1. Arrange sheets for various paper sizes and drawing scales.
    2. Use and modify software-supplied title blocks.
    3. Prepare new title blocks.
    4. Produce standard architectural views such as site, foundation, plans, elevations, sections, details, legends, and schedules.
    5. Manipulate scales, object visibility, cutting planes, line types, and other software variables to achieve required appearance for both views and sheets.
  5. Use standard documentation conventions for the annotation and dimensioning of architectural drawings.
    1. Use software-supplied annotation and dimensions.
    2. Modify formatting of software-supplied annotation and dimensions.
    3. Employ dimensions both for object parameters and non-parametric labeling.
    4. Use cut lines and elevation markers to create section and elevation views.
    5. Employ tags for details such as doors, windows, and rooms, and develop corresponding schedules.
    6. Use keynotes to label elements and materials using the MasterFormat organizational structure.
    7. Apply two-dimensional (2D) line work and detail to section views.
  6. Produce presentation quality renderings and animations of the model in isometric and perspective interior and exterior views.
    1. Prepare isometric and perspective interior and exterior views using both 3D navigation techniques and virtual cameras.
    2. Use and edit material attributes such as pattern size, brightness, intensity, gloss, transparency, reflection, and other characteristics.
    3. Apply and edit different types of lighting: ambient, directional, natural, and artificial.
    4. Use and modify shade and shadows, both default and those based on location, season, and time of day.
    5. Employ plants, people, vehicles, and other non-architectural objects for heightened realism.
  7. Use printers, plotters, and file export functions to make transmittable, readable, and hard copies of drawings, model views, and renderings.
    1. Convert line drawings, rendered images, and animations to compact file formats that are easily transmittable and readable by commonly available viewing software on a variety of devices and platforms.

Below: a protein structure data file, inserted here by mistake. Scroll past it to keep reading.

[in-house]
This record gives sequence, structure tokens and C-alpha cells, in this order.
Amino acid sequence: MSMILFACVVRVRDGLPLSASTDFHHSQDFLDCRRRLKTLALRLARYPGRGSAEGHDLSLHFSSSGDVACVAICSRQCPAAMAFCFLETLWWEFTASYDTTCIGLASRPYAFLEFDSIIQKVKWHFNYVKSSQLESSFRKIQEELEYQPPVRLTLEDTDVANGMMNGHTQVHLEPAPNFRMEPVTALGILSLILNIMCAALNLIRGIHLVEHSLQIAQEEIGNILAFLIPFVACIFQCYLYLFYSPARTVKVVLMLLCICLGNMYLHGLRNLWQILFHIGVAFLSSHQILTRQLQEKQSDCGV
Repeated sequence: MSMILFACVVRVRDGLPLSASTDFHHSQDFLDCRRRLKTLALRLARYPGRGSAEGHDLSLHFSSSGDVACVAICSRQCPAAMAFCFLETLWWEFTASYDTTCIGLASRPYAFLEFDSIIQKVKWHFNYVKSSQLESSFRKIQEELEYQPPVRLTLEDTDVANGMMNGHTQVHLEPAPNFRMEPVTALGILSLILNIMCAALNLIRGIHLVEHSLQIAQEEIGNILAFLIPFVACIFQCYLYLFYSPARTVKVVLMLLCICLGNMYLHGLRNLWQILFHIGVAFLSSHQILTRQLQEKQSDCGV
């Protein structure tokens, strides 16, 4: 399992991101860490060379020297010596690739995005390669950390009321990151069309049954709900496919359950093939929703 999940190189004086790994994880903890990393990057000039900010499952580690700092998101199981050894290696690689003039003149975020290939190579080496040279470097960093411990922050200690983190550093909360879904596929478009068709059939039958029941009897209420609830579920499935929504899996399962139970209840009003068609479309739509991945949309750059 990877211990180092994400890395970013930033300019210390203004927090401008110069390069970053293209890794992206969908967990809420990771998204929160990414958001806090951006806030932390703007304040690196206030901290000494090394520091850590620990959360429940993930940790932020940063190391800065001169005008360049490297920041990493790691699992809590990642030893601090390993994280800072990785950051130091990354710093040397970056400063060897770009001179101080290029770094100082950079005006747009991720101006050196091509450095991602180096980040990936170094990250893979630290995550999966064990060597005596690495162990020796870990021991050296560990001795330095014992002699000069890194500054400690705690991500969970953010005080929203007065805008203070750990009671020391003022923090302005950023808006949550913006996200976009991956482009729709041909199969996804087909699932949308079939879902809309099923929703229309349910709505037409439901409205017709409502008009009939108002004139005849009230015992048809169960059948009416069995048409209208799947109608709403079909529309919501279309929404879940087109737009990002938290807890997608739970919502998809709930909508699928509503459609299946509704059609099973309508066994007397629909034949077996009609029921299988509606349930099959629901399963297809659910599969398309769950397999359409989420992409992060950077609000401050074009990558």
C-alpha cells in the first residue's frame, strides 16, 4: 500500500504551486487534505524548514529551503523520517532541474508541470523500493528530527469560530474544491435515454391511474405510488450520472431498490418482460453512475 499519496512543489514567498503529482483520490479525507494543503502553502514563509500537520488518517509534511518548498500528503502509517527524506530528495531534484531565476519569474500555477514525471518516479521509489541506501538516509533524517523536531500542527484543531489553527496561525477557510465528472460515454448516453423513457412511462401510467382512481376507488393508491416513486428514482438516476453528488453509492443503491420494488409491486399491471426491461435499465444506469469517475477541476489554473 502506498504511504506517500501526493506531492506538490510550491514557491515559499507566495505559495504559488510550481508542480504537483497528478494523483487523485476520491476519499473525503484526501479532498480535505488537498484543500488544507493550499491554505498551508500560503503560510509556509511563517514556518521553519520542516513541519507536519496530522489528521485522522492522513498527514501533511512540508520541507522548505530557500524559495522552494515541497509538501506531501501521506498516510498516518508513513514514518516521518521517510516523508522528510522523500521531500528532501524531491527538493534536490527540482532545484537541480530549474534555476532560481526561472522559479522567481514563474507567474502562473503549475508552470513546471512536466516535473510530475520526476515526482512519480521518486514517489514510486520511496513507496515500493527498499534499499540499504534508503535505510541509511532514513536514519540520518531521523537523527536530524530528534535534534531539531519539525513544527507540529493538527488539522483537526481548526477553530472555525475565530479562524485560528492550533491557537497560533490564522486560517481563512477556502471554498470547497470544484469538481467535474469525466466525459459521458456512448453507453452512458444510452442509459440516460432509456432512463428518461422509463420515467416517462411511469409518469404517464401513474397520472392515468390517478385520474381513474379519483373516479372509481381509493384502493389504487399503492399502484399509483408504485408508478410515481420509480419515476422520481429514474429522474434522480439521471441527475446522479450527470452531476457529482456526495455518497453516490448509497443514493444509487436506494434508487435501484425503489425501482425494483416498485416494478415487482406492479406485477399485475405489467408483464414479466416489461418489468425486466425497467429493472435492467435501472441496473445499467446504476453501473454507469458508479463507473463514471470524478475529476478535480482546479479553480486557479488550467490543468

2. Use printers and plotters to produce line drawings, rendered images, and animations.
Evaluation Criteria/Policies:

Students must demonstrate proficiency on all CCPOs at a minimal 75 percent level to successfully complete the course. The grade will be determined using the Delaware Tech grading system:

92 100 = A
83 91 = B
75 82 = C
0 74 = F

Students should refer to the Student Handbook for information on the Academic Standing Policy, the Academic Integrity Policy, Student Rights and Responsibilities, and other policies relevant to their academic progress.

Final Course Grade:

Calculated using the following weighted average

Evaluation Measure

Percentage of final grade

Textbook and Tutorial Activities (summative)

20%

Practical Skills Test  (summative)

20%

Textbook Project (summative)

20%

Final Project Checkpoints (formative)

15%

Final Project Submission (summative)

25%

TOTAL

100%

Core Curriculum Competencies (CCCs are the competencies every graduate will develop):
  1. Apply clear and effective communication skills.
  2. Use critical thinking to solve problems.
  3. Collaborate to achieve a common goal.
  4. Demonstrate professional and ethical conduct.
  5. Use information literacy for effective vocational and/or academic research.
  6. Apply quantitative reasoning and/or scientific inquiry to solve practical problems.
Program Graduate Competencies (PGCs are the competencies every graduate will develop specific to his or her major):
  1. Research and analyze existing site conditions.
  2. Apply principles of sustainability to the built environment.
  3. Employ the architectural design process.
  4. Interpret and apply building codes.
  5. Create technical drawings and presentation graphics.
  6. Demonstrate a commitment to quality, timeliness, professional development, and continuous improvement.
Disabilities Support Statement:

The College is committed to providing reasonable accommodations for students with disabilities. Students are encouraged to schedule an appointment with the campus Disabilities Support Counselor to request an accommodation needed due to a disability. A listing of campus Disabilities Support Counselors and contact information can be found at the disabilities services web page or visit the campus Advising Center.

Minimum Technology Requirements:
Minimum technology requirements for online, hybrid, video conferencing and web conferencing courses.